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France

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France

Flag of France

Official languages
Capital
French
Paris
Area
Government
643,801 km2
Republic, executive power (President of the Republic)
Population
Religion
66,990,856
Secular state
Time zone
Currency
UTC+1
Euro
Demonym French

France, or French Republic (French: République française) is a country located in the west of Europe. The capital of France is Paris.

It also owns territories on others continents (but not in Asia): Saint Pierre and Miquelon, Clipperton, Saint-Martin, Saint-Barthélemy, Guadeloupe, Martinique in North America, and Guyane in South America, Mayotte and Réunion in Africa, French Polynesia, New Caledonia et Wallis and Futuna in Oceania. It has some inhabited islets in the Indian Ocean and Adélie Land in Antarctica as well.

Its territory stretches more than 640,000 km2. 120,000 km2 of its area is in Overseas, which is also known as the DOM-TOM (départements et territoires d'outre-mer; Departments and territories overseas).

It is a republic. The official language is French and its currency is the Euro.

France is a nuclear power. It is a member of the Permanent Council of UN. It is also one of the leaders of several fields such as agriculture, luxury goods, tourism, nuclear development, automotive manufacture and aerospace.

More than 66 million inhabitants live in France, making it the most populous country of the European Union with high demographic growth. France is the fifth worldwide economic leader behind the United States, China, Japan and Germany. It has the largest army in Europe and the fourth largest army in the world.

History[edit | edit source]

Evolution of metropolitan France's territory, from 985 to 1947.

In the fifth century, the Franks invaded the country and gave it their name. Clovis, King of the Salian Franks (located in the North of France and Belgium), took over Gallo-Roman Gaul and claimed Paris as its capital.

However, modern France was really born in the treaty of Verdun, in 843. This treaty divided the empire of Charlemagne in three and gave western France (France) to Charles the Bald.

In 987, Hugh Capet ascended the throne of France and ended the Carolingian dynasty (descendants of Charlemagne). His descendants, the Capetians, sought to maintain royal authority over the nobles and expand the royal power.

In the 14th century, during the Hundred Years' War, France was invaded by the English. Luckily, Joan of Arc and King Charles VII drove the English out of France.

In 1789, a revolution broke out; in 1792, the Kingdom of France became the French Republic.

Geography[edit | edit source]

Location of France in Europe.
Map of France.

The French Republic, which extends across metropolitan France and overseas territories, has a surface area of 675,417 km² and a population of about 65,400,000 inhabitants.

Metropolitan France (that is to say the part of the mainland situated in geographical Europe) has an area of 547,030 km².

France has 18 regions, 101 departments (including 96 in Metropolitan France and 5 on the overseas territories) and 36,790 municipalities.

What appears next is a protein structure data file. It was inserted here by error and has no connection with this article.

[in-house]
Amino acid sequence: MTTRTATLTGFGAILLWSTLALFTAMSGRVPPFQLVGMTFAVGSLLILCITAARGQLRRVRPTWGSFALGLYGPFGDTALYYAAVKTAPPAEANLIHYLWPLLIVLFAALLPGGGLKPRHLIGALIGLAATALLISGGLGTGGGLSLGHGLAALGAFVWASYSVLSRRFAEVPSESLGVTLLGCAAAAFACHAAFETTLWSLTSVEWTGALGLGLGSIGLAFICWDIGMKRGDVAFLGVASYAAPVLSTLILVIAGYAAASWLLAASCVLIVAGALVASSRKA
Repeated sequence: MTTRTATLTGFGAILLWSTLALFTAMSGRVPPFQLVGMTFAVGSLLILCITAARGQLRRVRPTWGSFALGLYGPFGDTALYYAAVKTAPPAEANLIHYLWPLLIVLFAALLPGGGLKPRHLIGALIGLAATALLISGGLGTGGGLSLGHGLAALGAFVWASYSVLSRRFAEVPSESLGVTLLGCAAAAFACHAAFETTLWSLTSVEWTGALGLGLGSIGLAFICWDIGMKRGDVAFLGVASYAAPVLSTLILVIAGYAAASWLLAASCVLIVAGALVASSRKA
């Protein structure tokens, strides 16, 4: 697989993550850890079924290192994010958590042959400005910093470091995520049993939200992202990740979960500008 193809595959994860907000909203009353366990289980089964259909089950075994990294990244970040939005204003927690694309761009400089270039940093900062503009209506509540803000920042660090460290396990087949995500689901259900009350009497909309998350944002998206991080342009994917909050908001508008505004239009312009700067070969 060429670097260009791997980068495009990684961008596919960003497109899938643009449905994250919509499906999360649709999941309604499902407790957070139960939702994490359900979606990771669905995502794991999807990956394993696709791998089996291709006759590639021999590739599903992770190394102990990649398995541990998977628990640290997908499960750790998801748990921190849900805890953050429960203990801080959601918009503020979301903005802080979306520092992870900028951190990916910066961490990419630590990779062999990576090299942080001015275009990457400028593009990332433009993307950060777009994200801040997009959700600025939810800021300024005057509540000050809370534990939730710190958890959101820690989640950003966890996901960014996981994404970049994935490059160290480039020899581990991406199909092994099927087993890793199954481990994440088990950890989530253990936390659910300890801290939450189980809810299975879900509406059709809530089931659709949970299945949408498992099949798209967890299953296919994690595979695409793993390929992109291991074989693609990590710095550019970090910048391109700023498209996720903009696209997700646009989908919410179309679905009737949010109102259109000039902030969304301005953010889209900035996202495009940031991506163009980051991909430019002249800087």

Metropolitan France is bordered by four coastlines along the North Sea, The Channel, the Atlantic Ocean and the Mediterranean Sea.

It presents a wide variety of landscapes. The main mountains are the Alps (Mont Blanc is 4,810 m high), the Pyrenees and smaller ones such as the Massif Central, the Jura, the Vosges, the Massif Armorican, and the Ardennes mountains.

It's the second most populous country in Europe. The principal mountain ranges are the Alpes and the Pyrenees. It's bordered by the North Sea, the English Channel, the Atlantic Ocean, and the Mediterranean Sea.

The main rivers are the Loire, the Rhône, the Garonne, the Seine, and part of the Rhine.

The main cities are:

Population of France[edit | edit source]

Demographic density map of France.

The population of France was 66 million inhabitants in 2013: 64 million in metropolitan France and 2 million in the overseas territories.

The overall average density of the territory (with the DOM-TOM) is about 94 inhabitants per square kilometer, but the average population for the mainland is 117 inhabitants per square kilometer, because overseas territories include sparsely populated areas, such as Guyana and New Caledonia that add, has together nearly 110,000 km, but has less than half a million inhabitants.

Politics[edit | edit source]

France was a kingdom until September 1792. The Napoleonic First Empire began on May 1804. After the Napoleonic defeat, France became a kingdom (Restoration (1814–1830) and July Monarchy (1830–1848)), then the Second Republic (1848–1852), then the Second Empire (1852–1870), and afterwards succeeded three republics : the Third Republic (1870–1940), the Fourth Republic (1946–1958) and the Fifth Republic since 1958.

The French Republic was created following the French Revolution in 1789. France is a republic, "indivisible, secular, democratic and social" (1st article of the Constitution of Demography of France). It is lead by the president (currently Emmanuel Macron, elected by universal suffrage by the French citizens after the French presidential election of 2017, whose term lasts five years (since its reform in 2001). It is he who appoints the Prime Minister (currently Edouard Philippe), who heads the government. The Parliament, composed of the National Assembly (577 members) and the Senate (331 Senators), voting laws and controlling the actions of the government.